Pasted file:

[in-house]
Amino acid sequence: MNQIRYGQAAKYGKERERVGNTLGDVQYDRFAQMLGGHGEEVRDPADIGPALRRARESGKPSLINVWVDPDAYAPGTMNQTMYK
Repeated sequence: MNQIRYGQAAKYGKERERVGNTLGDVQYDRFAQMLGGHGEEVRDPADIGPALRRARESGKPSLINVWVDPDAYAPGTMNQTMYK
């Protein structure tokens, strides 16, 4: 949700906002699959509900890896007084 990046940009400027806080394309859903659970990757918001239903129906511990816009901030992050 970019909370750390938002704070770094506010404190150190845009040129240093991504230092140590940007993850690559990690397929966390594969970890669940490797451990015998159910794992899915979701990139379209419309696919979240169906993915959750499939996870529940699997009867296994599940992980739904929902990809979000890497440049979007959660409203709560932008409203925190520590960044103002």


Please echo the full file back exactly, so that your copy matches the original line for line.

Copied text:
[in-house]
Amino acid sequence: MNQIRYGQAAKYGKERERVGNTLGDVQYDRFAQMLGGHGEEVRDPADIGPALRRARESGKPSLINVWVDPDAYAPGTMNQTMYK
Repeated sequence: MNQIRYGQAAKYGKERERVGNTLGDVQYDRFAQMLGGHGEEVRDPADIGPALRRARESGKPSLINVWVDPDAYAPGTMNQTMYK
């Protein structure tokens, strides 16, 4: 949700906002699959509900890896007084 990046940009400027806080394309859903659970990757918001239903129906511990816009901030992050 970019909370750390938002704070770094506010404190150190845009040129240093991504230092140590940007993850690559990690397929966390594969970890669940490797451990015998159910794992899915979701990139379209419309696919979240169906993915959750499939996870529940699997009867296994599940992980739904929902990809979000890497440049979007959660409203709560932008409203925190520590960044103002």